Epistemology 1st Edition
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"A distinguished contributor to the field guides newcomers with characteristically clear and distinct thought and discourse. An excellent introduction."
Ernest Sosa, Brown University
"Fumerton’s new book is a concise and tightly argued introduction to both the most central issues of epistemology and the leading recent views and arguments pertaining to those issues."
Laurence BonJour, University of Washington
"In lively and accessible prose, Fumerton presents rival positions fairly and sympathetically while not hiding his own influential views."
Richard Feldman, University of Rochester
- Publisher : Wiley-Blackwell; 1st edition (January 9, 2006)
- Language : English
- Paperback : 160 pages
- ISBN-10 : 1405125675
- ISBN-13 : 978-1405125673
- Item Weight : 8.5 ounces
- Dimensions : 6.08 x 0.4 x 9.08 inches
- Best Sellers Rank: #1,130,779 in Books (See Top 100 in Books)
- Customer Reviews:
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Other than that and a few bent pages, book arrived readable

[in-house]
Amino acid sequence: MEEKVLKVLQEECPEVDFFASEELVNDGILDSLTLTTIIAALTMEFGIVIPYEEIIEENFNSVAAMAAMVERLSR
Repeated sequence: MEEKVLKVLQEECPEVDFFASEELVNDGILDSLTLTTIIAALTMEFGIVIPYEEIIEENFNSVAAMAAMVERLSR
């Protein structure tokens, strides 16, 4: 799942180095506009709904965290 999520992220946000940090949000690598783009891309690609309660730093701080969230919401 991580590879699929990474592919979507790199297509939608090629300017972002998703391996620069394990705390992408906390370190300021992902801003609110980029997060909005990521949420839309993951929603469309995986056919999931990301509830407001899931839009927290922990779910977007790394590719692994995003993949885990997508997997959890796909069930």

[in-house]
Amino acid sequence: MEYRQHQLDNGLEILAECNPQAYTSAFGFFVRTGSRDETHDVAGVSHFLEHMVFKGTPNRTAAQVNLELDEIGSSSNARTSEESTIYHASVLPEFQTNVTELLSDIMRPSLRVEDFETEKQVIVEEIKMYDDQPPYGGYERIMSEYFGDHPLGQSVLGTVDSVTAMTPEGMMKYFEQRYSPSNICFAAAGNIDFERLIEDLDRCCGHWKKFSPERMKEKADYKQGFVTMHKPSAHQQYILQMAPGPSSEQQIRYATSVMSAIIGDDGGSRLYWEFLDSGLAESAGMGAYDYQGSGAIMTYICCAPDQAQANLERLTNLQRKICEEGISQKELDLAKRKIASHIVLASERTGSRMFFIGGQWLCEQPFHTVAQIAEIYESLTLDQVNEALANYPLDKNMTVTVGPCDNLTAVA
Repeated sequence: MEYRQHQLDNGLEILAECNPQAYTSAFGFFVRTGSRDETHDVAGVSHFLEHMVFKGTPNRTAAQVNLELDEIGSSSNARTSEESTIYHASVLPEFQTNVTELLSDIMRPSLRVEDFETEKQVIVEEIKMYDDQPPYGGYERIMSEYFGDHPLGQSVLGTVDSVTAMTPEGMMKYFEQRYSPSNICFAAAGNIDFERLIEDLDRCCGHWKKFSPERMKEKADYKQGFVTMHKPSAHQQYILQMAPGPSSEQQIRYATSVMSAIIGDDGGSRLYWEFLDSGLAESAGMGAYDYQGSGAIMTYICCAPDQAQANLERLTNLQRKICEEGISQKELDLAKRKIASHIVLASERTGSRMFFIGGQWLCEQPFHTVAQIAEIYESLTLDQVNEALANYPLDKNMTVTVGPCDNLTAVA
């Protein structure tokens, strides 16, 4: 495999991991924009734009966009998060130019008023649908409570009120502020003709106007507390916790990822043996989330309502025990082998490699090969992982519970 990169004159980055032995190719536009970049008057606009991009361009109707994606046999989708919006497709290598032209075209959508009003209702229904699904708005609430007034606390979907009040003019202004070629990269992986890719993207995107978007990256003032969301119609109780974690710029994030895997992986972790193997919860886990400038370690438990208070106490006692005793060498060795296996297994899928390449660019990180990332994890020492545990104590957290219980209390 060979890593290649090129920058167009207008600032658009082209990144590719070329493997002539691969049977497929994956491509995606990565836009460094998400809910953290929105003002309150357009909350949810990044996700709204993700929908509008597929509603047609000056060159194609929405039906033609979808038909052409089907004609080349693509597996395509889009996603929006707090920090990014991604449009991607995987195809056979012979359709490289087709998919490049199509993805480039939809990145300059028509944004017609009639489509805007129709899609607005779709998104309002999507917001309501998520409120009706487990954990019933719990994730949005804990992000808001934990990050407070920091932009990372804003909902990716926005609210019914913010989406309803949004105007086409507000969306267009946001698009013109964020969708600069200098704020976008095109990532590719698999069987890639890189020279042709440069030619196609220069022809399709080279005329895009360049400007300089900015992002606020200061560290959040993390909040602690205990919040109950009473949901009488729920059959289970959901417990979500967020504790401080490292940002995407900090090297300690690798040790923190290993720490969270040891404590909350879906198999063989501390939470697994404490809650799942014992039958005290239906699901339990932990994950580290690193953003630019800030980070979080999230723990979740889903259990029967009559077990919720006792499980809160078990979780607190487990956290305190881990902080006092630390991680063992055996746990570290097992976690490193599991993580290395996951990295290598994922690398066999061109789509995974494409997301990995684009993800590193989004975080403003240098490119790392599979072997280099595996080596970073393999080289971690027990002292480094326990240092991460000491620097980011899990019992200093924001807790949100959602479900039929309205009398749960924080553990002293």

A second strength of this book is the rigor of criticism levelled against external theories of justification. Externalism is widely accepted in contemporary philosophy, and this book offers a healthy corrective to that trend. The criticsms raised in this book to externalism highlight some of the devastating problems that should lead philosophers to reconsider working out an internalist theory of justification. It is fair to say that Fumerton also deals with the most important criticisms of internalism, and that he isn't giving any position a "free ride."
A final positive point I wish to mention about this book is that it offers a summary of some of Fumerton's own advanced research, especially in the final chapter of this book. Reading through the final chapter of this book before reading Fumerton's book, _Metaepistemology and Skepticism_, might make things easier on the reader. Fumerton's work on the topics of metaepistemology and skepticism is very good, and it is nice to see an overview of his work in the final chapter. Even as a graduate student, I find myself consulting this introductory work because it presents some of the most difficult concepts of epistemology in a way that is easy to understand.
No review would be complete without some critical remarks, and I have two. First, this book does not offer much on the history of epistemology (nor does it advertise to do so). If you want to have a grasp on historical studies on epistemology, you'll need to check out another book. A second criticism is that this book says very little about the contributions to epistemology by contemporary continental philosophy. Since many philosophers don't take continental philosophy that seriously, this may not count as a criticism in the judgment of all professional philosophers.